Perhaps we can use it to understand another of its weird obsessions, ‘curing’ death. As noted by Emily Dreyfuss (Silicon Valley Would Rather Cure Death than Make Life worth Living):
The harm here isn’t just that Silicon Valley is trying to solve the wrong problem, which wastes brainpower and resources. The focus on innovating away death sets a cultural tone that directs attention from answers that might actually help, like infrastructure or education.
I tend to agree with Steve Jobs, who said death is the greatest invention of life. Maybe this particular obsession is just a manifestation of what corporations perceive as death: regulation. As the original title of Ted’s article stated – the real danger to civilisation isn’t AI. It’s runaway capitalism.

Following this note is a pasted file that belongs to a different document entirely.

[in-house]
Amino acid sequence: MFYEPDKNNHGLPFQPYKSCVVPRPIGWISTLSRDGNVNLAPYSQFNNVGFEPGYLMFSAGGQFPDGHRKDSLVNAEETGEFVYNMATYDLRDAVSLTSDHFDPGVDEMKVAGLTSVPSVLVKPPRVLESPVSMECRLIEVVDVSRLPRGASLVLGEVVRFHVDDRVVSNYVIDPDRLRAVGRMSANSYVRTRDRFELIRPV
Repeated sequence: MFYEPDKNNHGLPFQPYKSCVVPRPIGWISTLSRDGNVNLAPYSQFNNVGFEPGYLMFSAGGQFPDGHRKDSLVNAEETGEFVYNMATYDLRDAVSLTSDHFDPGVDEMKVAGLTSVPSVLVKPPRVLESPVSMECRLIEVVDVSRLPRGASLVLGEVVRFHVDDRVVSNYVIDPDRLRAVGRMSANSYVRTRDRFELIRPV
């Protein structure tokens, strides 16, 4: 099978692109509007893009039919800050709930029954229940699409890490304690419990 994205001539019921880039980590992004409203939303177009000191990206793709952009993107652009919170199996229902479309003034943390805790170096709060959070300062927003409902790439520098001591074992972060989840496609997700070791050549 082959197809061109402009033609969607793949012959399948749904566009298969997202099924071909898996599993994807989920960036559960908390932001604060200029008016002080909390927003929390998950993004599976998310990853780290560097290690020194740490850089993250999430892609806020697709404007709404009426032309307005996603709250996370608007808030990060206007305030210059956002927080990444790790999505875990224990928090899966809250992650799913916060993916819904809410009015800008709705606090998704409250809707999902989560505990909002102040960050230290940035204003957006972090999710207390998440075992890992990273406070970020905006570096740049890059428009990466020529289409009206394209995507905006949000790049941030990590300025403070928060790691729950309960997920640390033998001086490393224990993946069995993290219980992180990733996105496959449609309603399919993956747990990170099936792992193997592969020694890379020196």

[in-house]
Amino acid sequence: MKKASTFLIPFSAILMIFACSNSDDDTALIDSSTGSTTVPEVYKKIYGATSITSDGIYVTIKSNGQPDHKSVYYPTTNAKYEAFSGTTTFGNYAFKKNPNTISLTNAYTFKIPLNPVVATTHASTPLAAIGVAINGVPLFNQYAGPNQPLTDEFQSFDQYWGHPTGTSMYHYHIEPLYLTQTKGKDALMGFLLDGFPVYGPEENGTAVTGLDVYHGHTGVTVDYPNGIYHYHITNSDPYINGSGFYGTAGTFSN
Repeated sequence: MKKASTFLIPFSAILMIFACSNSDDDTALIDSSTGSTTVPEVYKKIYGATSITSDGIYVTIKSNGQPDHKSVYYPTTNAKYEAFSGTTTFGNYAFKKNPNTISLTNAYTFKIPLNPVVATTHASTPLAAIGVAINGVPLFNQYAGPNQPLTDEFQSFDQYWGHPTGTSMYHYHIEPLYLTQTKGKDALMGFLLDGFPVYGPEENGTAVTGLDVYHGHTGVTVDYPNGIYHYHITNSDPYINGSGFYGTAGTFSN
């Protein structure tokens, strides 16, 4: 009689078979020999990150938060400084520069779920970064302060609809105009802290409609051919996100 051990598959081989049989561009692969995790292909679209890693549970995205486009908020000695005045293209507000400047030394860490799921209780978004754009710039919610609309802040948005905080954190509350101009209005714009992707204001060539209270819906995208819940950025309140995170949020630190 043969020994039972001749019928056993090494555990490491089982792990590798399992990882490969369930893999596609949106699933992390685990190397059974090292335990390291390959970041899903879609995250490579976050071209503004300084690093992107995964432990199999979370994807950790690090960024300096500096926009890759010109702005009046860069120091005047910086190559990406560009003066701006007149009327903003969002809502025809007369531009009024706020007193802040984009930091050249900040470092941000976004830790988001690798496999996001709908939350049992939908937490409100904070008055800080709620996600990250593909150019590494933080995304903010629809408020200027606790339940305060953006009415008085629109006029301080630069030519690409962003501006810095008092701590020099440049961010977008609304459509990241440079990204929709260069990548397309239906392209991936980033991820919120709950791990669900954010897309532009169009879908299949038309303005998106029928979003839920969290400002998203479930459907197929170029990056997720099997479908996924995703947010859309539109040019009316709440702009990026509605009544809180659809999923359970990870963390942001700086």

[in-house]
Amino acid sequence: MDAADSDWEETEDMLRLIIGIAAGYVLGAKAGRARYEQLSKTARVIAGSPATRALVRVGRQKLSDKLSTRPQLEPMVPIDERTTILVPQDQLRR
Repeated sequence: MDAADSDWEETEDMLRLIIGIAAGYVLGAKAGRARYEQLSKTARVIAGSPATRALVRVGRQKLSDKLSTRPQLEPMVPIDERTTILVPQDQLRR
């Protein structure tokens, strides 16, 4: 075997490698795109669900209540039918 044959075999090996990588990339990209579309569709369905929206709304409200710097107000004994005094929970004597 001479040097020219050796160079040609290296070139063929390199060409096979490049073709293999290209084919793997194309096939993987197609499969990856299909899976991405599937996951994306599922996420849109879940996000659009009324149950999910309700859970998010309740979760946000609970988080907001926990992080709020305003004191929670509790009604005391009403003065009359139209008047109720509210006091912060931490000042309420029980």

Facebook started as a way for college students to connect with each other, and has eventually gotten to the point where it’s changing people’s behavior, tracking their usage, and possibly aggregating information for the government.
The problem is that each person, whether he or she uses Facebook or not, is implicated in its system of tracking, relationship tagging, and shadow profiling. But this is particularly true if you are an active Facebook user.
So the most important thing to is to be aware that this is going on and give Facebook as little data as possible.
An alarming – but unsurprising – analysis of the data Facebook collects and who has access to it.
Climb Dance is a famous cinéma vérité short film, which features Finnish rally driver Ari Vatanen setting a record time in a highly modified four-wheel drive, all-wheel steering Peugeot 405 Turbo 16 GR at the 1988 Pikes Peak International Hill Climb in Colorado, USA. The film was produced by Peugeot and directed by Jean Louis Mourey.
I love everything about this film (which I had not seen until Adam Perfect mentioned it on his blog): the cinematography, the score, and of course Vatanen’s daring cliff-edge driving.